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The Research Process

A guide to help develop skills in how to develop a research question and find resources to support your thesis.

Where to Search

Once you have developed your topic and keywords, searching can begin.

Where will you search?

The library has over 300 databases that contain millions of information resources. These databases can be searched simultaneously through OneSearch, a one-stop shopping search tool found on the library homepage, or you can search in individual databases. Databases may be multidisciplinary covering many subjects or they may focus on a particular subject such as Psychology, Business, etc. They may also contain certain formats of materials such as journal articles, eBooks, or just streaming videos or they may contain a variety of formats.

Go to the A-Z Database List linked on the library homepage. When the list loads, browse the descriptions of each, or search by subject, type, and vendor...or type in the name of a database to find it.

The library also creates research guides for Saybrook programs. These guides are organized by subject and contain recommended databases in your program.

Click the Find Resources tab in the library navigation bar and scroll to Searching Tips and Techniques to learn numerous techniques for becoming a more efficient and effective searcher in the library databases.

Searching Tips and Techniques


  • Words to use when beginning a search
  • Break your research question into main ideas
  • The main ideas become simple keywords to search in library databases
  • Keep a keyword list
  • Use synonyms and antonyms for your keywords
  • Example research question extracting keywords: What is the relationship between test performance and retention of ESL students?
    • Keyword = test performance, retention, ESL students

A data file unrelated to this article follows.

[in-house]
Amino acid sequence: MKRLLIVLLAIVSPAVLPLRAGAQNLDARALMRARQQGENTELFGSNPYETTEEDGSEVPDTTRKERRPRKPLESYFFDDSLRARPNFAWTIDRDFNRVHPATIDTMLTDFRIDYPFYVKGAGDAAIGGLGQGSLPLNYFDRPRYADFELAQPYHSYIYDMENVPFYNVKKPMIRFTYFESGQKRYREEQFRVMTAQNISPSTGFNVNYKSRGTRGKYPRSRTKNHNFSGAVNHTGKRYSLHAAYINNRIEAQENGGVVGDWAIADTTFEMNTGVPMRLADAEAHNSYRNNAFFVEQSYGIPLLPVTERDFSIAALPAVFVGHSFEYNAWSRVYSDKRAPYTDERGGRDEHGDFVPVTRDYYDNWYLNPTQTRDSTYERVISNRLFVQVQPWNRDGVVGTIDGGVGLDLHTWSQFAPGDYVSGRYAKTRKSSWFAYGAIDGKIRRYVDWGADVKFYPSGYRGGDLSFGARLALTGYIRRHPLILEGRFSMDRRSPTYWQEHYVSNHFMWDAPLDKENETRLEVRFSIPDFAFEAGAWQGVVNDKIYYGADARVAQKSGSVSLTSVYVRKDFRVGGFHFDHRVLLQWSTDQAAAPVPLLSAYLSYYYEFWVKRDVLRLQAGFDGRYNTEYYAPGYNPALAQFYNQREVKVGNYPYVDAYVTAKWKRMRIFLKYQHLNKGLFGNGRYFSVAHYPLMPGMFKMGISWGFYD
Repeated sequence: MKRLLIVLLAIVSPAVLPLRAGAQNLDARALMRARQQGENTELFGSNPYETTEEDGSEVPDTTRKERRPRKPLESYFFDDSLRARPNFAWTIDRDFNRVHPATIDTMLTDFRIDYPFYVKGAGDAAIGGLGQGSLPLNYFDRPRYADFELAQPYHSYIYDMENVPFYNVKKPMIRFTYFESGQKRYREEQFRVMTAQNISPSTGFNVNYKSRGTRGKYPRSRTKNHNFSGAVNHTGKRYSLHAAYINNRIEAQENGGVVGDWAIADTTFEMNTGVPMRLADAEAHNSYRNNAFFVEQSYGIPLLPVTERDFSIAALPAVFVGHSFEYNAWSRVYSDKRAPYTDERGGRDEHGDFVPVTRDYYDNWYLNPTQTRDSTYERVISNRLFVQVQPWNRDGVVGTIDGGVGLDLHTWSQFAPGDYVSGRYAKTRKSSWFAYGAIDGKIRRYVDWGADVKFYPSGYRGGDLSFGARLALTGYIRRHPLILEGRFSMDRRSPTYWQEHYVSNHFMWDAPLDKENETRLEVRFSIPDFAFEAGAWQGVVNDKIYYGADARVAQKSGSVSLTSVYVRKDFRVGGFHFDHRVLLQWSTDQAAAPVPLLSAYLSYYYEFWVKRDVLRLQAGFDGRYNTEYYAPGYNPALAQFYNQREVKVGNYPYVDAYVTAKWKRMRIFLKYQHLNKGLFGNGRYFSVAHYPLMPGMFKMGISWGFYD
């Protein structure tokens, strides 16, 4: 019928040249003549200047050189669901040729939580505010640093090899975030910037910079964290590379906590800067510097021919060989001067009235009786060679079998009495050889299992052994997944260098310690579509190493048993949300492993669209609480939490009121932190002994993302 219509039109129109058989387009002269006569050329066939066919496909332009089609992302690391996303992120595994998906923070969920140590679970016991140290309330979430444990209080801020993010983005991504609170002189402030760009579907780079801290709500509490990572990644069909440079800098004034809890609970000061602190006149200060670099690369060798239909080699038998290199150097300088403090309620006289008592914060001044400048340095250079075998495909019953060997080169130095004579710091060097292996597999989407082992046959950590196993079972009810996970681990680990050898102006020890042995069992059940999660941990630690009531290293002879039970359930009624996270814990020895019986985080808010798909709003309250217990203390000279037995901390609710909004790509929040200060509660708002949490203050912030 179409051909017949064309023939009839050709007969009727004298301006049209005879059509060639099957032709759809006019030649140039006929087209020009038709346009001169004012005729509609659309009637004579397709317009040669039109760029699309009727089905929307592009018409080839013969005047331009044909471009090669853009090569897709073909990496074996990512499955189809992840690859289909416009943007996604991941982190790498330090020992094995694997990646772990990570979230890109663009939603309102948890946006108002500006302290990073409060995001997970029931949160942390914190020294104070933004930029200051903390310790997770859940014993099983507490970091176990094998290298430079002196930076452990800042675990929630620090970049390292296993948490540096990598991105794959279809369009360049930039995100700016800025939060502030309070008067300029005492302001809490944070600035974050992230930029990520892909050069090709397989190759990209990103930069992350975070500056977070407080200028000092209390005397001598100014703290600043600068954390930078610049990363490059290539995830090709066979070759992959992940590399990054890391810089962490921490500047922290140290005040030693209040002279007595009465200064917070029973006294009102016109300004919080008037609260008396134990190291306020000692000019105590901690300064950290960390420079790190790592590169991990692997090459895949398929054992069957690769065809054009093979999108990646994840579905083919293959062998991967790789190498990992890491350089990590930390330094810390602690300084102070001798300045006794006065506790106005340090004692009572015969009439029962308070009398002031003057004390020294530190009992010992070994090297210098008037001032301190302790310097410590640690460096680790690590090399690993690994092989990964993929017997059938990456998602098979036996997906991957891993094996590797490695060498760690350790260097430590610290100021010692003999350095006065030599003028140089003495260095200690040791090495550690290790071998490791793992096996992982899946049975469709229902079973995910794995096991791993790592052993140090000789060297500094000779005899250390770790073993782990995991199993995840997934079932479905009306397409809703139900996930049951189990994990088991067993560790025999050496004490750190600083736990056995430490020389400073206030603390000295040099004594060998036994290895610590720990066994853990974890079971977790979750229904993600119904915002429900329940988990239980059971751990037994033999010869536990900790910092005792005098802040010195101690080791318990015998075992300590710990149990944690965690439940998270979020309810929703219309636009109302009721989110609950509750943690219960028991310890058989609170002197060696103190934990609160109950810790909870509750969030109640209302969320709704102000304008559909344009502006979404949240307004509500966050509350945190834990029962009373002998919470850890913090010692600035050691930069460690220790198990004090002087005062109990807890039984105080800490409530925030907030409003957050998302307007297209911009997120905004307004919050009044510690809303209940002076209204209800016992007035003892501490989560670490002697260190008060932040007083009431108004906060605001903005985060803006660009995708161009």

• Synonyms: tests, exams, test-taking skill, test anxiety, academic achievement
    • Antonyms: student dropouts, student attrition, dropout prevention

Use AND, NOT and OR between search terms to narrow or broaden a search.


Use quotation marks around one or more keywords or a phrase to define precisely how you want the words to appear in the results.


Truncation allows for search of words that could have multiple endings and uses the asterisk (*) symbol.

Wildcards are symbols, such as a question mark (?), to replace letters in words where there are unknown or multiple possible characters.


Similar to formulas in algebra, nesting is useful for concepts that are expressed in multiple ways. 

Example: teenager = adolescent = young adult = teen

  • Use parentheses () to keep concepts that are alike together. This tells the database to search nested terms first.


How close are two or more search terms in the results? 

Example: curriculum theories = theories of curriculum = theories involving curriculum = theories about curriculum, etc.

  • Search curriculum N3 theories: searches for curriculum within three words of theories


A field is a specific part of a database record such as author, title, subject, year of publication, etc. Use the Advanced Search within OneSearch or individual databases to enter search terms and use the dropdown menus to search by a particular field.


Most databases have a controlled vocabulary which are descriptive words assigned to an article. Articles with similar themes are classified together under a specific subject heading. Using the terms in the thesaurus is a more focused way to search.